H-F girls basketball team ends up fourth at state

While Gov. Bruce Rauner’s proposed state budget would slash $470,000 in funds for Flossmoor this year, the Meijer development will definitely mean a permanent increase in village revenues starting in 2016.

Village officials preparing Flossmoor’s annual budget see a promising fiscal future taking shape this year with the construction of a 192,940-square-foot Meijer store at the village’s southwest corner.

They also see the state’s continuing financial instability both as a major question mark and as an imminent threat to local financial resources. Earlier this month, Illinois Governor Bruce Rauner announced a plan to reduce the state’s sharing of income tax revenues with municipalities by 50 percent. If that happens, Flossmoor would lose about $470,000.

“It’s very early with a new governor and the state’s budget process, but that loss of revenue would be devastating for municipalities,” said Village Manager Bridget Wachtel. “The village would be forced to re-examine expenditures and revenue.”

Village revenues remain relatively flat and it is likely that Flossmoor will begin the new fiscal year with a deficit of about $450,000. But, as the 2015 construction season nears, the Meijer’s complex, to be built at Vollmer Road and Crawford Avenue, is already seen as a boon to the municipal budget for years to come.

Contractors for Meijer last year prepared the store site, and the village vacated 198th Street and demolished former residential properties. Construction of Meier buildings will start this spring, with an opening of the store expected in the spring of 2016.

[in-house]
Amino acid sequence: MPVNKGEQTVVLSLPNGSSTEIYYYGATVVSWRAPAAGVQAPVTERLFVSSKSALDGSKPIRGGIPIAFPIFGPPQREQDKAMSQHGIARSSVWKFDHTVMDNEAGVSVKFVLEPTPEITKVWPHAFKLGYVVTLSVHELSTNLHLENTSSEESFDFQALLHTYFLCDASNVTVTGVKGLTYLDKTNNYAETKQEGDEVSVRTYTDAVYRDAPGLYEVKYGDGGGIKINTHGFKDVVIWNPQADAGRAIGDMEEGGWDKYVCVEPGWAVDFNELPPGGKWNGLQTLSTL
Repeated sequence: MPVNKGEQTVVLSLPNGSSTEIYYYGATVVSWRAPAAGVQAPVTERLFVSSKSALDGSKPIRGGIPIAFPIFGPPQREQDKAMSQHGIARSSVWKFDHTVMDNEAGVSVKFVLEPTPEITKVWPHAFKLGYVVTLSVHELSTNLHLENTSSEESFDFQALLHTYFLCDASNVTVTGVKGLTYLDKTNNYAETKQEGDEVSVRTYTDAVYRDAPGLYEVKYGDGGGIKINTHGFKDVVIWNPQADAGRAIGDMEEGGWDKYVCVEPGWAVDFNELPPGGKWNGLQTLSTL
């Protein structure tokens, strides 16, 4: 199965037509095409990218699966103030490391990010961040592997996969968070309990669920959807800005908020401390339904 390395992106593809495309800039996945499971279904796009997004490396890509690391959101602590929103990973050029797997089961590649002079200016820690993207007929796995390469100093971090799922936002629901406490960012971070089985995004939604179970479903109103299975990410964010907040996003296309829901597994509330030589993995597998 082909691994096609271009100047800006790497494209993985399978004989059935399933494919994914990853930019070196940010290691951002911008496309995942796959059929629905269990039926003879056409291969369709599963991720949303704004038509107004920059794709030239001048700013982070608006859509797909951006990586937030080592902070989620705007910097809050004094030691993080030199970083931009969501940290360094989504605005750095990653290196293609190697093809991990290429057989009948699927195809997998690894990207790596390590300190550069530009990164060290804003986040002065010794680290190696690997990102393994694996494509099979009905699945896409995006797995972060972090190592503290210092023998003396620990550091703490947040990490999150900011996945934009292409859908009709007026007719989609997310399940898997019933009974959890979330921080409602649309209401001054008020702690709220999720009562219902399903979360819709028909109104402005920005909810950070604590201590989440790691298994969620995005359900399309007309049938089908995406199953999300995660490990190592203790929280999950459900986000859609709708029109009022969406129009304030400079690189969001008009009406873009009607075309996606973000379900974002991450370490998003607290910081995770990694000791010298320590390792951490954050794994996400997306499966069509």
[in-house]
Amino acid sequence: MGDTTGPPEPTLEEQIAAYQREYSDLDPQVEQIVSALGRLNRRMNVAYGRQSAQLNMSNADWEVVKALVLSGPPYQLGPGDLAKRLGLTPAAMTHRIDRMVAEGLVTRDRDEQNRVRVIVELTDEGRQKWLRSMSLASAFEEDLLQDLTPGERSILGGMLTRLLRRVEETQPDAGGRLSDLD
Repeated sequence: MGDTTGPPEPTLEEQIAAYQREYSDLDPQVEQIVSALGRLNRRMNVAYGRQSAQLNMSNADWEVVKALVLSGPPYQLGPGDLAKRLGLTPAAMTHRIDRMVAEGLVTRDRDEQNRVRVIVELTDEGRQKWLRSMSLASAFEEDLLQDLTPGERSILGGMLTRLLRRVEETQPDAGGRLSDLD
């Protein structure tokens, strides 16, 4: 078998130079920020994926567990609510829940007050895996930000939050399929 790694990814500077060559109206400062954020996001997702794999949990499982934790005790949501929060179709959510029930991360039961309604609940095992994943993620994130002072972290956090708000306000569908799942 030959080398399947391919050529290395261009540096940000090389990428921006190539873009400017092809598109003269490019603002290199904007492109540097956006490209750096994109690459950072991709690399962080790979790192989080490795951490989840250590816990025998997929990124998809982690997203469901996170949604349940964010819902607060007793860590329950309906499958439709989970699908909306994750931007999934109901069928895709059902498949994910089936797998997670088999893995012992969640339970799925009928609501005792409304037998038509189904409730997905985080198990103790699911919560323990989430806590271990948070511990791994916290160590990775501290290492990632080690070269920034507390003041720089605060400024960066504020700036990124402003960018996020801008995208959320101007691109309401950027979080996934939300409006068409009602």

“In addition to the quality-of-life amenities that this type of development will bring to our community, it will also impact the village with significant property and sales tax revenue,” Village Manager Bridget Wachtel said in the budget package that was submitted to Flossmoor Village Board members last week.

The overall budget for the 2016 fiscal year is expected to total about $20 million, Wachtel said. The village is likely to use about $450,000 in general fund reserves to cover operations in the upcoming year. “That is not far off the five year projection analysis completed last fall that anticipated the use of about $300,000 in FY 16,” she said.

Wachtel said Flossmoor has about $3.4 million in unrestricted general fund balances allocated for capital projects. When budget deficits take place, those funds are reallocated to cover operations.

Still, Wachtel said, Flossmoor remains financially stable despite the continuing ill effects of the economic downturn that began in 2007. Flossmoor has experienced stagnation in revenues tied to the regional and national economy – home prices are lower, and that impacts property taxes — but has not had to resort to harsh changes in services to village residents, she said.

The $8.5 million general fund, which covers the bulk of municipal services, is projected to end the current fiscal year with a surplus of about $63,000 in its operating budget, she said. The FY 2015 general fund budget, when approved last year, anticipated a deficit of $229,525. Wachtel called the projected year-end totals in the general fund “outstanding.”

Another indication of Flossmoor’s strong fiscal health, she said, is the village’s continued stellar AA+ bond rating, reaffirmed by Standard & Poor’s last year. That rating was instrumental in a positive bond sale for the next phase of the village’s eight-year water main replacement project.

Budget discussions are planned at the next two village board meetings, with personnel and additional funding requests in the spotlight on March 16 and water rates and fees, and finances and facilities, on the table April 2.

Board members are expected to approve the new budget on April 20 for a fiscal year that starts May 1 and ends April 30, 2016.

The current budget projections do not include this year’s 15 percent water rate increase from the City of Chicago that went into effect in January. The board will need to approve new water rates for residents and determine how increased costs of Lake Michigan water will impact the new budget and, perhaps, village services.

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